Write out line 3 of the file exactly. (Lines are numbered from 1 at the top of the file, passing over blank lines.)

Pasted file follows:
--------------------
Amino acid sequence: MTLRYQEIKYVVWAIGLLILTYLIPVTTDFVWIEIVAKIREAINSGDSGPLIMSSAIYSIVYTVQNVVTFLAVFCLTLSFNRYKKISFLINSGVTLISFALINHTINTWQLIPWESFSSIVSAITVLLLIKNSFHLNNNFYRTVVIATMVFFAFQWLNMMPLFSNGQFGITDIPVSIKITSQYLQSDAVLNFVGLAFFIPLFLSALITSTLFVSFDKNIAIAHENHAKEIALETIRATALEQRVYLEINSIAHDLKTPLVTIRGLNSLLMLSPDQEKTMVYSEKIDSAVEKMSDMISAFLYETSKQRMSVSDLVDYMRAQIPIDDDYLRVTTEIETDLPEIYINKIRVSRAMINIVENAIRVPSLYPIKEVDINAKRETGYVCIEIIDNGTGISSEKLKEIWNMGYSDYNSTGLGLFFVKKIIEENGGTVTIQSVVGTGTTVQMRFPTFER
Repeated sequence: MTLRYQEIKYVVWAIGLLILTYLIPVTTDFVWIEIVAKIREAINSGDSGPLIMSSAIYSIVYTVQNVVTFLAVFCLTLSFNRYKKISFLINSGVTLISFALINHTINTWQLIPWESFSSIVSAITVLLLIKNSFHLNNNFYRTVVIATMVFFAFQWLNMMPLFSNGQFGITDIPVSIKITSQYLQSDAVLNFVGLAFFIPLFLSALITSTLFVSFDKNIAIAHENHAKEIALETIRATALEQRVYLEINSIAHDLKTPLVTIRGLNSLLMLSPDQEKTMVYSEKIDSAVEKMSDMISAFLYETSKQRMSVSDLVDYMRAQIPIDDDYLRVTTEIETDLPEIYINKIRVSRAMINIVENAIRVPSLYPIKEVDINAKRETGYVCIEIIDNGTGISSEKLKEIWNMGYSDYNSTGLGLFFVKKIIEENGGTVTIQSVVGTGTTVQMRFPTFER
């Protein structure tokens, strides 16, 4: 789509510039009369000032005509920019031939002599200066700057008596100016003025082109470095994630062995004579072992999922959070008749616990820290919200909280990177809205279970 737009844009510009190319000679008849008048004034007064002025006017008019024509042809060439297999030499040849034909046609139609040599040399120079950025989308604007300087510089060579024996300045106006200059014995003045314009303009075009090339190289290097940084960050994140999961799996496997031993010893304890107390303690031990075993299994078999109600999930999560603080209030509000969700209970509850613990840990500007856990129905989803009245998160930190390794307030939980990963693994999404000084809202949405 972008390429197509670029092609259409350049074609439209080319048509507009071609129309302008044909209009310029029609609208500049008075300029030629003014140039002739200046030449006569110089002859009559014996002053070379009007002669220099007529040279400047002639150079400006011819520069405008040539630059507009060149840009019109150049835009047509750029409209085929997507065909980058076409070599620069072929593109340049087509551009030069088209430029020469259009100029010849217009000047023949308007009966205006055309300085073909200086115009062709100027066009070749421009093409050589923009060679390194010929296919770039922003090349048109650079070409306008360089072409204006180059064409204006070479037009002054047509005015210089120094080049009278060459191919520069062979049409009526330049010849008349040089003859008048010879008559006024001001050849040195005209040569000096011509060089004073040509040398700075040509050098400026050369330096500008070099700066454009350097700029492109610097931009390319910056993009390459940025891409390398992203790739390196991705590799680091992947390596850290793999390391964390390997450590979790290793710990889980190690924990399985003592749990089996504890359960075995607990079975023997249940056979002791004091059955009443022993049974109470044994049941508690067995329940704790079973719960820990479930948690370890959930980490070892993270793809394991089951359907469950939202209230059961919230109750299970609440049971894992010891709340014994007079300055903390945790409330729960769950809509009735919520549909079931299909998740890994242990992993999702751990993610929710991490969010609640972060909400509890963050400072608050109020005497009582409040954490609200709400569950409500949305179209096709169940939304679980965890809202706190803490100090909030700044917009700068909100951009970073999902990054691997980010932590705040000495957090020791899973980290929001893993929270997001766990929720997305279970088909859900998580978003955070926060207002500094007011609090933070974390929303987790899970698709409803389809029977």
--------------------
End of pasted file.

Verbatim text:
């Protein structure tokens, strides 16, 4: 789509510039009369000032005509920019031939002599200066700057008596100016003025082109470095994630062995004579072992999922959070008749616990820290919200909280990177809205279970 737009844009510009190319000679008849008048004034007064002025006017008019024509042809060439297999030499040849034909046609139609040599040399120079950025989308604007300087510089060579024996300045106006200059014995003045314009303009075009090339190289290097940084960050994140999961799996496997031993010893304890107390303690031990075993299994078999109600999930999560603080209030509000969700209970509850613990840990500007856990129905989803009245998160930190390794307030939980990963693994999404000084809202949405 972008390429197509670029092609259409350049074609439209080319048509507009071609129309302008044909209009310029029609609208500049008075300029030629003014140039002739200046030449006569110089002859009559014996002053070379009007002669220099007529040279400047002639150079400006011819520069405008040539630059507009060149840009019109150049835009047509750029409209085929997507065909980058076409070599620069072929593109340049087509551009030069088209430029020469259009100029010849217009000047023949308007009966205006055309300085073909200086115009062709100027066009070749421009093409050589923009060679390194010929296919770039922003090349048109650079070409306008360089072409204006180059064409204006070479037009002054047509005015210089120094080049009278060459191919520069062979049409009526330049010849008349040089003859008048010879008559006024001001050849040195005209040569000096011509060089004073040509040398700075040509050098400026050369330096500008070099700066454009350097700029492109610097931009390319910056993009390459940025891409390398992203790739390196991705590799680091992947390596850290793999390391964390390997450590979790290793710990889980190690924990399985003592749990089996504890359960075995607990079975023997249940056979002791004091059955009443022993049974109470044994049941508690067995329940704790079973719960820990479930948690370890959930980490070892993270793809394991089951359907469950939202209230059961919230109750299970609440049971894992010891709340014994007079300055903390945790409330729960769950809509009735919520549909079931299909998740890994242990992993999702751990993610929710991490969010609640972060909400509890963050400072608050109020005497009582409040954490609200709400569950409500949305179209096709169940939304679980965890809202706190803490100090909030700044917009700068909100951009970073999902990054691997980010932590705040000495957090020791899973980290929001893993929270997001766990929720997305279970088909859900998580978003955070926060207002500094007011609090933070974390929303987790899970698709409803389809029977």